Public–private partnerships are critical critical to achieving SA's NDP goals - CNBC Africa

Public–private partnerships are critical critical to achieving SA's NDP goals


by Trust Matsilele 0

PPPs critical to achieving NDP goals. PHOTO: Wikipedia

Public private partnerships (PPPs) are critical to South Africa realising its National Development Plan goals, according to Mohan Vivekanandan, Group Executive for Strategy, Development Bank of Southern Africa (DBSA).

He also added that, in the renewable energy sector, about 193 billion rand had been brought into the sector through PPPs.

“We are in a position where we have to find ways to crowd private investment especially in economically viable projects due to our debt to GDP ratio.”

He also warned that South Africa's debt to GDP ratio was now close to 50 per cent comparable to less than 20 per cent before the 2009 global financial crisis adding the economy has to find ways to crowd in the provate sector.

Godwin Khosa, CEO, National Education Collaboration Trust, said the education sector was seeing benefits of public-private partnerships.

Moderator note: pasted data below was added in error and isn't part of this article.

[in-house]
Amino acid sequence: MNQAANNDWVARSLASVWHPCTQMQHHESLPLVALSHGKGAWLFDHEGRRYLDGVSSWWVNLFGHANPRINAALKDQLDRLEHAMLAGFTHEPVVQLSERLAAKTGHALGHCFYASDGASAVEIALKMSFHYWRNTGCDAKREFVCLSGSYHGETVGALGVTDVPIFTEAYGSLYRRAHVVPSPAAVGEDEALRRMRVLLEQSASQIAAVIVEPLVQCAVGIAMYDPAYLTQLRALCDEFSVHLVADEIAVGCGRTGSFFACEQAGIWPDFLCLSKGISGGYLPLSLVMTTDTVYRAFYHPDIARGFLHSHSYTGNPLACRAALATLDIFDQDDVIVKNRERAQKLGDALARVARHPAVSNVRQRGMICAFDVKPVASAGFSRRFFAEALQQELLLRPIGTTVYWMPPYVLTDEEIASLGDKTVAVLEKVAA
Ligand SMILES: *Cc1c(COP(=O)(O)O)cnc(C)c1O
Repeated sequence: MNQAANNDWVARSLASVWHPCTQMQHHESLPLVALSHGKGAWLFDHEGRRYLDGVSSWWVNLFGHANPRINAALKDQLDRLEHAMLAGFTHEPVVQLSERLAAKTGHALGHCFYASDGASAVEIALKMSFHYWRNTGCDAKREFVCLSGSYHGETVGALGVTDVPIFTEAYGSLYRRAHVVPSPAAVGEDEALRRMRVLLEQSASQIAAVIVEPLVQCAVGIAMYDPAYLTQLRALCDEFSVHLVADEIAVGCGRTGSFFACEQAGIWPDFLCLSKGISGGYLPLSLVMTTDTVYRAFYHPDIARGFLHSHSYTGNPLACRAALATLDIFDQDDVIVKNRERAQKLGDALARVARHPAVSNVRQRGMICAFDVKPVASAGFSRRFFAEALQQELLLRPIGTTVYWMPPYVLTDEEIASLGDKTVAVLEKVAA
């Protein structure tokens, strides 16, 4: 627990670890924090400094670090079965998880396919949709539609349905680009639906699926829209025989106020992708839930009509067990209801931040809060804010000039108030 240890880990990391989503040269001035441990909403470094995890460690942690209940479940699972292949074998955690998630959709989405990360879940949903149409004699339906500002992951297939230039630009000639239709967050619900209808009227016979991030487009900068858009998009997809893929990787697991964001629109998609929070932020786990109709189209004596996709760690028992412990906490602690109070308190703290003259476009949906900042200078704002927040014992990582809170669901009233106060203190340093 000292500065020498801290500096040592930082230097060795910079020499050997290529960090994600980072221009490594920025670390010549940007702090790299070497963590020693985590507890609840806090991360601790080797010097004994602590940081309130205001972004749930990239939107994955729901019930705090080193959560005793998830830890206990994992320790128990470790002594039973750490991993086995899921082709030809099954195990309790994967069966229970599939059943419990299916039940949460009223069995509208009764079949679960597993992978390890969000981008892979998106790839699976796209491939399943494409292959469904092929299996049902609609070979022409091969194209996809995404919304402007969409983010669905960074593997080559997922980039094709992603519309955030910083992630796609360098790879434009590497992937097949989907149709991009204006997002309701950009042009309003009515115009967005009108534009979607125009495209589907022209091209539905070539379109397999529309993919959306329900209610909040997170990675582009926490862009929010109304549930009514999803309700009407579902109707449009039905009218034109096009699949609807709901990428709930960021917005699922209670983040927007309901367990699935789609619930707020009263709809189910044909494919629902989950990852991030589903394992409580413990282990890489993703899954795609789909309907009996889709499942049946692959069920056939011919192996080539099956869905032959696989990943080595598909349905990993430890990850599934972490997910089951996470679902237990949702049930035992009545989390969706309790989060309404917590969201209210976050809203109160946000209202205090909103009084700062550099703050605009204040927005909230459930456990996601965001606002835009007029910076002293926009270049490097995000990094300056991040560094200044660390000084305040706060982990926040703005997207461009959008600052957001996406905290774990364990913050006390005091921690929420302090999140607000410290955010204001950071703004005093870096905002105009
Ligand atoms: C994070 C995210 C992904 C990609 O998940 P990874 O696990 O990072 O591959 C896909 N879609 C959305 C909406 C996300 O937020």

“In the education space, we are faring well in sectors requiring hard infrastructure investment. We have established a partnership between business, government, labour and civil society so as to improve the quality of education and software infrastructure investment,” said Khosa.

“All of the sectors have come into this collaboration in a big way with government, for the first time making contribution available to an independent entity that receives resources from the private sector as well.”

However, fortunes have been different in the construction sector.

Mike Upton, Former CEO, of Group Five says the construction sector has experienced a robust decade.

“In the industry where I come from as we have seen four or five projects that have been successful against 15 failing during the same period,” said Upton.

“Projects are not necessary un-bankable but the challenge is with ideology and lack of clarity. We have gone backwards as a country in terms of accessing huge appetite for private debt and equity,” he said.

“We seem to want to build the entire infrastructure through the fiscus, this is not possible.”

Edward Kieswetter, Group Executive, Alexander Forbes said there was need to have a more focused approach when it comes to allocation of resources.

“There is no shortage of money, the challenge is in attracting and directing these resources properly,” he said.

He added that infrastructural investment was not supposed to be a drain in the fiscus and public resources as there is private sector money.

“There are enough examples from which we can learn from as far private sector money is concerned especially from countries like China, Singapore and South Korea.”